There has always been a terrific sense of place in Forest Swords’ music. An artist who allows the environment he created in to seep into his audio constructions, 2010’s ‘Dagger Paths’ felt redolent of long ways in the Wirral, that expanse of not-city-but-not-country outside of Liverpool. Full lengths ‘Engravings’ and ‘Compassion’ inserted him in the club, revelling with the tributaries of soundsystem culture. New album ‘Bolted’ flips this once more – constructed in Liverpool warehouse, it’s industrial tones and frosted temperatures have you right there by his side.
The producer’s first full length release in six years. It’s not as though he’s been idle, however; successful projects in the sound art and video game world have seen Forest Swords finesse his sense of sound design, absorbing different forms of visual and sonic fusion.
Right from the off, you’re embedded into his world. Opener ‘Munitions’ is all heavy-duty industrial tones, switching from the muscular feel of ‘Thor’s Stone’ say to something more clinical, and splintered. Sparks fly as the different parts bisect one another, his sombre warehouse setting illuminated before descending back into darkness.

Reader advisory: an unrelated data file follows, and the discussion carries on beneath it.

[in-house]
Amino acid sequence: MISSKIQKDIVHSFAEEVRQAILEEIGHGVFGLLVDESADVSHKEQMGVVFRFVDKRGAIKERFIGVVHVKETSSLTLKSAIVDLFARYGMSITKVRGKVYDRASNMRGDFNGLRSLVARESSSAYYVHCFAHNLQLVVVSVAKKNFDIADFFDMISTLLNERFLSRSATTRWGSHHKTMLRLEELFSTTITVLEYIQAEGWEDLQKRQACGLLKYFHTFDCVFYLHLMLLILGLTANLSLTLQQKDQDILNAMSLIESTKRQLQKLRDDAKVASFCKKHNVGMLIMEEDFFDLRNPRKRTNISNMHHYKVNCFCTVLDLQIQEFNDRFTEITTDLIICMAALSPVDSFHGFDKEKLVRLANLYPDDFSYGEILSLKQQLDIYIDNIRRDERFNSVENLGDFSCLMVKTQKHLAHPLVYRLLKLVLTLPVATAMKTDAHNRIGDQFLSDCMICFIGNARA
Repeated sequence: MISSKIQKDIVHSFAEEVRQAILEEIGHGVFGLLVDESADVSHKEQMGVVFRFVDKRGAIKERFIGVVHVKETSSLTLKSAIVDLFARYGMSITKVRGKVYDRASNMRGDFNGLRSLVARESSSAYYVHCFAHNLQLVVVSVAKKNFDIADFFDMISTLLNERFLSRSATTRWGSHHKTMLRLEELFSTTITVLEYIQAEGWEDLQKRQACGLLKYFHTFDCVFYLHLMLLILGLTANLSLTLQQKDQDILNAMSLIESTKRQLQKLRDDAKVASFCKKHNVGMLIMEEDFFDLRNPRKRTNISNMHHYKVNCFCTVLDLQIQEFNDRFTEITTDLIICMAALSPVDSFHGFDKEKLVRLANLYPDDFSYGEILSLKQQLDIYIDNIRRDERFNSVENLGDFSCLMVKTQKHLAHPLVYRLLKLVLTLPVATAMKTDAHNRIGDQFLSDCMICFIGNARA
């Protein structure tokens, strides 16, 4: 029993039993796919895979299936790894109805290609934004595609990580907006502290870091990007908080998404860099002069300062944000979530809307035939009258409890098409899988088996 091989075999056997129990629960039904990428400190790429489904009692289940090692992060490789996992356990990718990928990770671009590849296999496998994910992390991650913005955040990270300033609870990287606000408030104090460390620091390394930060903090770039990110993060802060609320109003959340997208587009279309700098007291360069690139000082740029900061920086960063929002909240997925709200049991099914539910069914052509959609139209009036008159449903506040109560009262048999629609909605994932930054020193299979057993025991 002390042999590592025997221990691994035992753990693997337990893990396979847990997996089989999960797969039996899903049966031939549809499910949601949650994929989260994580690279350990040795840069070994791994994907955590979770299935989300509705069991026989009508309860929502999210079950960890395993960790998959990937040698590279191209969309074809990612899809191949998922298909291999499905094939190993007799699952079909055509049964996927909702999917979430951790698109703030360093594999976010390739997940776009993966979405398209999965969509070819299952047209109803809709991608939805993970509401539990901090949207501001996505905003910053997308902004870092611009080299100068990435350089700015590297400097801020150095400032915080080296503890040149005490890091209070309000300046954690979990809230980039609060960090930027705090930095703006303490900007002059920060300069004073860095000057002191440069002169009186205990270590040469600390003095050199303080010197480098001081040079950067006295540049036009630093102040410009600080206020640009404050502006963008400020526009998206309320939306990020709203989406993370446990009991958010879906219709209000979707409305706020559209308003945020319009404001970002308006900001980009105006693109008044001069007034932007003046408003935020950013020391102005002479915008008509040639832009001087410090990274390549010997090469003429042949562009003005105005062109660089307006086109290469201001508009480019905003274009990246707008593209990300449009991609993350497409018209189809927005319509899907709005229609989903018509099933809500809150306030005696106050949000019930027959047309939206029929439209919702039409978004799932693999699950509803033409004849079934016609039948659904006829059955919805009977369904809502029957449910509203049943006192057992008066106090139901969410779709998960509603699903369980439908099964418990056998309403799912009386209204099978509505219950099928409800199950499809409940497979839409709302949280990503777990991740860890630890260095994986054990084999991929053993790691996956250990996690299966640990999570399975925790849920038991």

Yet there are moments of beautiful purity, too. ‘Butterfly Effect’ utilises a contorted Neneh Cherry sample, the sparkling colour of her voice radiating amid the piercing production. ‘Night Sculpture’ is heavily atmospheric, Forest Swords at his most three-dimensional; ‘Caged’ and ‘The Low’ carry a huge emotional impact, a weight of truth, meaning, and introspection moving through each note.
It’s an aspect of his work Forest Swords doesn’t shy away from. ‘Line Gone Cold’ is an examination of grief, utilising the voice of dub pioneer Lee ‘Scratch’ Perry. The Jamaican dub abstractionist actually remixed Forest Swords’ own work, the lines crossing once more in a posthumous echo chamber.
A fascinating return, ‘Bolted’ is often greyscale in tone and shading; rolling back the physicality of ‘Compassion’, it seems to find Forest Swords revelling in a more minimalist, yet also profoundly empathetic space.
Words: Robin Murray